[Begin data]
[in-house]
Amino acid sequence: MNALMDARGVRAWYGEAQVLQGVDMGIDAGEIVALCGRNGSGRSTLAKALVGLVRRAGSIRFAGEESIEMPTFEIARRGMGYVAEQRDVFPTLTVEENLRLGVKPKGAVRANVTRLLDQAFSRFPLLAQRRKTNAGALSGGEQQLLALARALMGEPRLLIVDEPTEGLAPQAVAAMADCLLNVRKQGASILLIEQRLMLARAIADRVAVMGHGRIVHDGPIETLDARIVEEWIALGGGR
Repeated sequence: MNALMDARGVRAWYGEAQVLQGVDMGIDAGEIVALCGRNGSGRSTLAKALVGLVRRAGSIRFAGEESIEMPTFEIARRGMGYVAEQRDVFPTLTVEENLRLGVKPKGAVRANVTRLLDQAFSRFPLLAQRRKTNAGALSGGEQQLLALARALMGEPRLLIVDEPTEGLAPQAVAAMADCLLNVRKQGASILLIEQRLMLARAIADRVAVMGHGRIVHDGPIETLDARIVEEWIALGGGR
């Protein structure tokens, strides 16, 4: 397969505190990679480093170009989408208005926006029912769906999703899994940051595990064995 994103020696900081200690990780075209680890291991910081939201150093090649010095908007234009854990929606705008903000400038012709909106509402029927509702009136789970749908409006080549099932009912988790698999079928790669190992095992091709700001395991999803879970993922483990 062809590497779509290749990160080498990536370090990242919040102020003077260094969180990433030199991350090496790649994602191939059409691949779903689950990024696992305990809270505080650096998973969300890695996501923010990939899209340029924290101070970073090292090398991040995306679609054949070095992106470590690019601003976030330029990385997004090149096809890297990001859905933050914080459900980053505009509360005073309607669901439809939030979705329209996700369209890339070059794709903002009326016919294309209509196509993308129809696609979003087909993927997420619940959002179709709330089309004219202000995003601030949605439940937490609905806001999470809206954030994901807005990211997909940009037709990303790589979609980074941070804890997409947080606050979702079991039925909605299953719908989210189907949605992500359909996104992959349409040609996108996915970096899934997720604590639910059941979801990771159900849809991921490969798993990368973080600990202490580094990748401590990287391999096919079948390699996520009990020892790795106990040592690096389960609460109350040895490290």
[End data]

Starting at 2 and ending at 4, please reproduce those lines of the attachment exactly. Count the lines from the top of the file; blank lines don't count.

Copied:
Amino acid sequence: MNALMDARGVRAWYGEAQVLQGVDMGIDAGEIVALCGRNGSGRSTLAKALVGLVRRAGSIRFAGEESIEMPTFEIARRGMGYVAEQRDVFPTLTVEENLRLGVKPKGAVRANVTRLLDQAFSRFPLLAQRRKTNAGALSGGEQQLLALARALMGEPRLLIVDEPTEGLAPQAVAAMADCLLNVRKQGASILLIEQRLMLARAIADRVAVMGHGRIVHDGPIETLDARIVEEWIALGGGR
Repeated sequence: MNALMDARGVRAWYGEAQVLQGVDMGIDAGEIVALCGRNGSGRSTLAKALVGLVRRAGSIRFAGEESIEMPTFEIARRGMGYVAEQRDVFPTLTVEENLRLGVKPKGAVRANVTRLLDQAFSRFPLLAQRRKTNAGALSGGEQQLLALARALMGEPRLLIVDEPTEGLAPQAVAAMADCLLNVRKQGASILLIEQRLMLARAIADRVAVMGHGRIVHDGPIETLDARIVEEWIALGGGR
């Protein structure tokens, strides 16, 4: 397969505190990679480093170009989408208005926006029912769906999703899994940051595990064995 994103020696900081200690990780075209680890291991910081939201150093090649010095908007234009854990929606705008903000400038012709909106509402029927509702009136789970749908409006080549099932009912988790698999079928790669190992095992091709700001395991999803879970993922483990 062809590497779509290749990160080498990536370090990242919040102020003077260094969180990433030199991350090496790649994602191939059409691949779903689950990024696992305990809270505080650096998973969300890695996501923010990939899209340029924290101070970073090292090398991040995306679609054949070095992106470590690019601003976030330029990385997004090149096809890297990001859905933050914080459900980053505009509360005073309607669901439809939030979705329209996700369209890339070059794709903002009326016919294309209509196509993308129809696609979003087909993927997420619940959002179709709330089309004219202000995003601030949605439940937490609905806001999470809206954030994901807005990211997909940009037709990303790589979609980074941070804890997409947080606050979702079991039925909605299953719908989210189907949605992500359909996104992959349409040609996108996915970096899934997720604590639910059941979801990771159900849809991921490969798993990368973080600990202490580094990748401590990287391999096919079948390699996520009990020892790795106990040592690096389960609460109350040895490290």